For an artist raised in a small town without any experience of living in nature, it was “really fun” being an alien within a community. Fun in a “mad, chaotic” way, with everybody saying “straight away” exactly what they thought about her life and work. Yet, this candor, with its capacity to form instant relations, did not make the people of the community, and its shifting network of relationships, any less complicated and inscrutable in Lieko’s eyes. To her, they were “talking bodies” that began to entrust her not so much with their lives and histories as with their words and bodies. This was the way they drew her in, but also made her wary of losing her distance and freedom as an artist to the ethics and emotions of working within a community. The people of Kitakama gradually eased her out of her nervousness with official photography. She also lost her shyness with the karaoke mike: “I didn’t exist if I didn’t sing.” She photographed the meetings in the community center, the summer and autumn festivals, the annual holiday for the elderly in September, the athletics, golf, gateball and beer-drinking, the rituals in the shrine and the seasonal flowers.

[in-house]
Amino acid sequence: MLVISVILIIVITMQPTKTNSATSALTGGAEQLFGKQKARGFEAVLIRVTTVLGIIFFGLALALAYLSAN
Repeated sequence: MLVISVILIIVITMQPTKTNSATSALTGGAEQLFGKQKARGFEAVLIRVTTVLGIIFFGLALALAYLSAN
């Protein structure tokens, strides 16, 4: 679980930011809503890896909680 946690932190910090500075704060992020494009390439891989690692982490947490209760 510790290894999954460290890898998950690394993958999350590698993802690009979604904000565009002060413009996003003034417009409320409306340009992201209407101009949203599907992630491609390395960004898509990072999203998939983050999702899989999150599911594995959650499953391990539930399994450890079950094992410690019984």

For more than a year, this work within the community remained separate from Lieko’s work as an artist. But the difference between photography that was art and photography that was documentation was not relevant to the residents. One day, an elderly woman came to Lieko and asked for her funeral portrait to be made. The woman wanted to keep the portrait in her shrine at home so that her family members would understand that this photograph should be used for her funeral. Lieko was surprised, because the woman looked quite robust. She had come to be photographed on her bicycle and her hair was all over the place. So, Lieko took a comb and arranged her hair before photographing her. A new quality of ritual entered the shoot, and it felt to Lieko that she had crossed a line. From around that time, the line between her work with the community and her art began to blur.